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Hearts of L.A. / How the Quake Rocked Our Spirits and Changed Our Lives : TAKING CHARGE : 'Then I realized, "That's the first floor! My God!" '

January 30, 1994|Mike Henry | Henry, 36, has been an L.A. city firefighter for 14 years. He drives the hook-and-ladder truck--"Aerial Ladder 70"--for Fire Station 70 in Northridge and helped rescue people from Northridge Meadows apartment complex. and

There were eight of us sleeping in the dormitory on the second floor of the station house and, like everybody else, we got jolted out of bed. Actually, I was thrown out of bed. It was just like a bomb hit us.

I crawled over to a doorway 10 feet away. All the ceiling tiles and T-bars that hold them up had fallen down. I cut myself on this T-bar. Then I finally got under the doorway until the shaking stopped.

Some of the firefighters were getting under beds. Some were trying to ride it out in bed. Some were screaming and yelling. As soon as it stopped, people were yelling, "Is everybody all right?!" It was pitch-black. No lights. I was scrambling around looking for my turnout boots and pants. You couldn't see anything. I finally located my boots and stuck my foot in one of them. Then I had to take it out because the boot was full of pieces of ceiling tile. It's kind of comical. I had to dump my boots out before putting them on.

We ran out of the dorm. I was the first one on the pole. Some guys took the stairs because they didn't trust the pole. It was still pitch-black. There were a couple guys running around with little flashlights. I went to get the doors open because we needed to get the rigs out of quarters before we could do anybody any good. We went to the front doors. They are electric doors. Without power, you have to pull a lever and engage the manual override. You pull on a chain. We started to raise it, but it was jammed and we broke the chain. We couldn't get out the front doors, so we had to go around to the rear doors.

I drive a long hook-and-ladder. We got it and the rest of the equipment out of quarters safely and split into two companies. The engine company took one half of the district and we took the other.

As soon as we rounded the corner, we saw people standing there from apartments from across the street asking for help. We told them to help their neighbors and do what they could for themselves and said, "We'll be back for help as soon as we can." We told them, "Do not go into the fire station. It's not safe." It would have been a natural refuge.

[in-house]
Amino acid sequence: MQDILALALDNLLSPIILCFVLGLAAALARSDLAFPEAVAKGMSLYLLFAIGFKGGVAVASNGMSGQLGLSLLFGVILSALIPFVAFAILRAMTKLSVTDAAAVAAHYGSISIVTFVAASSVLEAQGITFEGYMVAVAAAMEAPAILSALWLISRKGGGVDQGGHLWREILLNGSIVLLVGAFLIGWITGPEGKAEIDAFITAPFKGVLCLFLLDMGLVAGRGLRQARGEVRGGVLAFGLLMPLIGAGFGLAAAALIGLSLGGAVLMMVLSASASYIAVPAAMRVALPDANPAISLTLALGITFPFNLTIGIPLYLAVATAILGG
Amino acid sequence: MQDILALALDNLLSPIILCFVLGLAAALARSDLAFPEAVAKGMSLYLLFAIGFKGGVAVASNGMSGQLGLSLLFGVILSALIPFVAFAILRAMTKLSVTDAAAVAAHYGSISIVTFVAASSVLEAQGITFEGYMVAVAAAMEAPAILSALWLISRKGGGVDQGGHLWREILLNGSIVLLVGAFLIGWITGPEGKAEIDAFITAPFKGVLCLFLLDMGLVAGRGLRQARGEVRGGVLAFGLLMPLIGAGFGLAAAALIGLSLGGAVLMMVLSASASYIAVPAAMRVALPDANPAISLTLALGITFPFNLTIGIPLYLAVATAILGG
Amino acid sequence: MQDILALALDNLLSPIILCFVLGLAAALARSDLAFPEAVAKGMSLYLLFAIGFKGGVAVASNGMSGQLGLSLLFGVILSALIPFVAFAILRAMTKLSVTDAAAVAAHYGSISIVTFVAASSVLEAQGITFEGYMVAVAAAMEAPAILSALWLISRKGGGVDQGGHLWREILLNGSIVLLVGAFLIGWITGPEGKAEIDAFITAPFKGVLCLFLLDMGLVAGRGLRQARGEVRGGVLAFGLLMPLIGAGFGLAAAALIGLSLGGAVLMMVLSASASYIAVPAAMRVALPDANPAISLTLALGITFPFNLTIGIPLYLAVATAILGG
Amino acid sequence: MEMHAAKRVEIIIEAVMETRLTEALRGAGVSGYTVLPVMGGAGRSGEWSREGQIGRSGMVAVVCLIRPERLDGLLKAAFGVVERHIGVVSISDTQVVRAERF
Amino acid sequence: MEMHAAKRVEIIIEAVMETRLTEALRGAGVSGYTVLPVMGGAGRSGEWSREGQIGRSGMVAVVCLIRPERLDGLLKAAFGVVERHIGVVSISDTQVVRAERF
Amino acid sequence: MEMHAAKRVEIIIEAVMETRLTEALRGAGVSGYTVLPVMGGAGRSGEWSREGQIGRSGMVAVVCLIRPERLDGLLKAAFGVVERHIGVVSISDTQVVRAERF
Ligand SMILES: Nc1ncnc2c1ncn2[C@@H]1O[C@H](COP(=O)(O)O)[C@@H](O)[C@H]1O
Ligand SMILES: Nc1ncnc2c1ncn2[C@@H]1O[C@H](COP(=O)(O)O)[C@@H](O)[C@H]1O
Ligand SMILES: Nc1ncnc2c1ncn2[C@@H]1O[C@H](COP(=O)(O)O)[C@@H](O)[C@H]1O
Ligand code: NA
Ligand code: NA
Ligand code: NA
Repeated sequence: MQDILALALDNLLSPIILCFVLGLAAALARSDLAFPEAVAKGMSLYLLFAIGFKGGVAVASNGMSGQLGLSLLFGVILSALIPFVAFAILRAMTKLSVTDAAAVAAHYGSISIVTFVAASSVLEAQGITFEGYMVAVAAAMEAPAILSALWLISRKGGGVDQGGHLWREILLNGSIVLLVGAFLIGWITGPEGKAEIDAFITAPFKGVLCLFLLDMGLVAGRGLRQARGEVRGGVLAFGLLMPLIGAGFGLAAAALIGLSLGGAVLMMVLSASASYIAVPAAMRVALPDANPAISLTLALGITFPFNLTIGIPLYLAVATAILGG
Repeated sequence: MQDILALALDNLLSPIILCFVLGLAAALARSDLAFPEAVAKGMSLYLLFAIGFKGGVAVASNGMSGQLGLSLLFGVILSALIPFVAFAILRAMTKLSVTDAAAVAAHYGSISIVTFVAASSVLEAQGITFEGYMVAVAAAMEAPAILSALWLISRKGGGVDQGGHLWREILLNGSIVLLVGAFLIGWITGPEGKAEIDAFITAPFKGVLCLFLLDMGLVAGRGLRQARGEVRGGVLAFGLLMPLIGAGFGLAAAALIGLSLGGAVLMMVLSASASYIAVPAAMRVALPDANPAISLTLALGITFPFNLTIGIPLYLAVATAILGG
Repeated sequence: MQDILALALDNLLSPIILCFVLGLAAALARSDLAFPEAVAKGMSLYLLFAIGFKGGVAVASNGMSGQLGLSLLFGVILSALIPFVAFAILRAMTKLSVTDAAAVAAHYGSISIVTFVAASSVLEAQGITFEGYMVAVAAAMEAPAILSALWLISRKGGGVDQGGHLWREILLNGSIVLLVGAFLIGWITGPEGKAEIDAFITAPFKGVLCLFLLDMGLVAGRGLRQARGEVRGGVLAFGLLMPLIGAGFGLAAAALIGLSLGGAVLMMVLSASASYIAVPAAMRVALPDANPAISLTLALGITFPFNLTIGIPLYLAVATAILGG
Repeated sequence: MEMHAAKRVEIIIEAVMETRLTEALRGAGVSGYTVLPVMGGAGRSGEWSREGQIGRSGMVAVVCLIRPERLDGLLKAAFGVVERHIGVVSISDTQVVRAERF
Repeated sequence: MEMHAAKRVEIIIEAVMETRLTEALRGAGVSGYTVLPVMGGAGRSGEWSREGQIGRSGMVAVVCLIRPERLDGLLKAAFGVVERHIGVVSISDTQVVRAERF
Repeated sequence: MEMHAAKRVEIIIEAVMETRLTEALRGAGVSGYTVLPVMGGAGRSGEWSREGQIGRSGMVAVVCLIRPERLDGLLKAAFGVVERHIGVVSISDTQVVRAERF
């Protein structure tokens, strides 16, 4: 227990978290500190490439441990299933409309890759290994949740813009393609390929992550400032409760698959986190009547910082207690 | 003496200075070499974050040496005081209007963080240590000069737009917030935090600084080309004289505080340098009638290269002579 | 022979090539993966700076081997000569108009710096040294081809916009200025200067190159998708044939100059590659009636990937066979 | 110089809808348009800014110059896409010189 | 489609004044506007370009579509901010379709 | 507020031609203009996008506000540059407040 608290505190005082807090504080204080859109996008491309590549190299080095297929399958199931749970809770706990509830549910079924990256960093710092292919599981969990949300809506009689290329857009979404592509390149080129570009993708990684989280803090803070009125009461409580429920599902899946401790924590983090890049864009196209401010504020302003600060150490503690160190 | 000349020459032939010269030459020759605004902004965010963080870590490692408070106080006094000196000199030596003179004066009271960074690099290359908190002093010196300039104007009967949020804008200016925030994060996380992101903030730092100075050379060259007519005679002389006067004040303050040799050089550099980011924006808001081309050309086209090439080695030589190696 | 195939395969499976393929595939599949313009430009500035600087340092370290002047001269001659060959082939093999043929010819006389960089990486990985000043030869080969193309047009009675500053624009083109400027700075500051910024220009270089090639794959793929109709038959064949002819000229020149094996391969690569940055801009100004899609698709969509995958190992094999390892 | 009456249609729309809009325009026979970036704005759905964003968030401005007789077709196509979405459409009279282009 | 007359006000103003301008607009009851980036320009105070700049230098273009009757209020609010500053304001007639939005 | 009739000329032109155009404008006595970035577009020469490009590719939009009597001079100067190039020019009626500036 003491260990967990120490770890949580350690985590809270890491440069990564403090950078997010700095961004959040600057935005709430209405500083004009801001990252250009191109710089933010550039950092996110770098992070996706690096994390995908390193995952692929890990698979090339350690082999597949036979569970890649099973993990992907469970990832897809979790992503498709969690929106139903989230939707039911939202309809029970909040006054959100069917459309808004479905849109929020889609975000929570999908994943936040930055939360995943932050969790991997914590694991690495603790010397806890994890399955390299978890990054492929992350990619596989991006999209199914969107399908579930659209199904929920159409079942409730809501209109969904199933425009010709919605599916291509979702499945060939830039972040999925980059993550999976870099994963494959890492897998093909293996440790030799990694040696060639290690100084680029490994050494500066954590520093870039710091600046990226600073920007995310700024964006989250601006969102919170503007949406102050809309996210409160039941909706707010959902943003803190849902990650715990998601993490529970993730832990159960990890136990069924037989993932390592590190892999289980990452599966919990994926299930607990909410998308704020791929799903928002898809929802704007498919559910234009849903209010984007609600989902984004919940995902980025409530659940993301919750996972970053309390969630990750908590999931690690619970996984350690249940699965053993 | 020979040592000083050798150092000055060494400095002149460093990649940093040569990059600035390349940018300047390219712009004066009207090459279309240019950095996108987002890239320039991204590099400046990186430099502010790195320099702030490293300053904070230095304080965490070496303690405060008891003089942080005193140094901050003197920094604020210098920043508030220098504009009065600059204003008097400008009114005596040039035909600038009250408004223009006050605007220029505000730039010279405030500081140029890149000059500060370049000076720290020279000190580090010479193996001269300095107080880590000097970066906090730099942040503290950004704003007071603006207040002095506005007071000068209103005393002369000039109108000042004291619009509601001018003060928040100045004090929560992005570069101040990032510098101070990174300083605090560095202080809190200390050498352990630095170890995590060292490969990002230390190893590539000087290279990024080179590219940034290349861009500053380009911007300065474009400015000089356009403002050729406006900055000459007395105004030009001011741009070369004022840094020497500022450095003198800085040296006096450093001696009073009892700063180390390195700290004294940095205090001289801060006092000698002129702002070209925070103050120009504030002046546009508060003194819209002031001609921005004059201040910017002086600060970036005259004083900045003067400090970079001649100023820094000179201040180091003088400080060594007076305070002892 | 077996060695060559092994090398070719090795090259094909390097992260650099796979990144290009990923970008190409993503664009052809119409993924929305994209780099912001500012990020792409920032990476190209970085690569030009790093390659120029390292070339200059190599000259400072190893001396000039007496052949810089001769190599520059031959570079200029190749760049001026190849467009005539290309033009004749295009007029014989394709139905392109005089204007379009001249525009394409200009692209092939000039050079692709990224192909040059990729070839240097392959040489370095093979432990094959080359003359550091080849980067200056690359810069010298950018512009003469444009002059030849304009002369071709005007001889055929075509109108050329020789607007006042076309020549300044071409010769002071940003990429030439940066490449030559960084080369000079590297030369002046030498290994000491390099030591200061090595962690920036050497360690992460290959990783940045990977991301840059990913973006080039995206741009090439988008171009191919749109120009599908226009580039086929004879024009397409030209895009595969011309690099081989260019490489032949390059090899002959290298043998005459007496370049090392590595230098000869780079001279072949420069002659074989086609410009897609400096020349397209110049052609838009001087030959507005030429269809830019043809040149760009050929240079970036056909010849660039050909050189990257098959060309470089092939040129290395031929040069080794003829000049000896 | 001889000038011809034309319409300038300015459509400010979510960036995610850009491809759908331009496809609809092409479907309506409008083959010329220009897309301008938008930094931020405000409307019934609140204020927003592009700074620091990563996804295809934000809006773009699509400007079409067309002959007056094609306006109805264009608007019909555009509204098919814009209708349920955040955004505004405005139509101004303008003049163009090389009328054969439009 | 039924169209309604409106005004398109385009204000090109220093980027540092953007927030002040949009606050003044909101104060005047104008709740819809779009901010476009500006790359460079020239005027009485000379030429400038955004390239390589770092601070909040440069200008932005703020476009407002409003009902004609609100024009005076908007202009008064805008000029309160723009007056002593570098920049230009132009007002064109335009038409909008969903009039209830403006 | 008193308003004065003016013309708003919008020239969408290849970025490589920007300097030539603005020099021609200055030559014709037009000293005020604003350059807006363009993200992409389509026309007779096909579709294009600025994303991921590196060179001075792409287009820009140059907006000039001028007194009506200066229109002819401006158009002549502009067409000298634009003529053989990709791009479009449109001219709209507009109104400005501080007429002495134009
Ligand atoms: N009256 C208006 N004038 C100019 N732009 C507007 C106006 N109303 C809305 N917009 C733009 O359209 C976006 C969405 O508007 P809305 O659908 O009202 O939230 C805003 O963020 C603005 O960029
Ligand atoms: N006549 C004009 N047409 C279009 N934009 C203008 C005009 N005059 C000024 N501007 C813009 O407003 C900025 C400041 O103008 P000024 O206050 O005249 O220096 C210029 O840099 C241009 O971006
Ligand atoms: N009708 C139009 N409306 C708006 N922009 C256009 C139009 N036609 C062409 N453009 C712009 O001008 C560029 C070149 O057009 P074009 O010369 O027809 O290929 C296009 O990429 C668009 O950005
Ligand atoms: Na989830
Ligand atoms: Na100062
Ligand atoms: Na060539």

We drove south on Reseda Boulevard, and about every building we came upon, we encountered another group of people in the street asking for help.

In an earthquake, we have to do this assessment. It's kind of a triage. We have to make an assessment of the major dangers in our district before we can commit ourselves to any particular emergency. We drive a specific route. Ours was south on Reseda to Nordhoff. As we went south on Reseda, we wrote down just about every apartment address. The street is lined with apartments, and people were complaining they had stuck doors and some damage and needed help.

We drove south and actually went by the Northridge Meadows apartments. It was pitch-black out. You couldn't see the outlines of buildings. All you could see were people in the street, and we shone a spotlight on them. The building looked fairly normal, so we told the people to go help their neighbors get out, to try and find out who they were and that we'd be back.

We didn't realize the Meadows had collapsed.

As we got to Tampa, we noticed a single-family house on fire. We decided to go and try to make a quick knockdown of that fire so we wouldn't lose the whole block. We have lot of shake wood roofs in that neighborhood, and they go off like matchboxes.

But we didn't have any water in hydrants, so we had to use our 500-gallon tank. But that lasted only about three or four minutes. We had to write off the house that was on fire. The owner was there. We told him, "We can't save your house." He understood. Reasonable.

As we were driving and taking assessment, my thoughts were about where this thing was centered, and I said to myself, "My God, if it's centered toward Ventura, my house is worse than these houses here." I live in Simi Valley. My wife and kid could have been buried in rubble too. All I could do was pray to God that they were fine, that He would keep them alive. As it turned out, they were just fine.

The engine company that went to the north end of the district had a set of townhomes completely engulfed in fire and spreading to adjacent ones. They needed help bad, but we had to tell them we had to check out these other apartments.

At this point, we still didn't realize the magnitude of Northridge Meadows. We were just driving south on Reseda and, knowing we had reports of people trapped, we went back down there. This seemed to be the most important place for us to be. Sure enough, we had a lot of people saying there were people trapped under the building. I couldn't imagine that. I was thinking, "How did they get under the building?"

As we pulled up, there were guys with hammers tearing at the building, trying to get people out from under there. I'm going, "Is there an underground parking garage here? What are these people doing under there?"

Then I realized, "That's the first floor! My God!"

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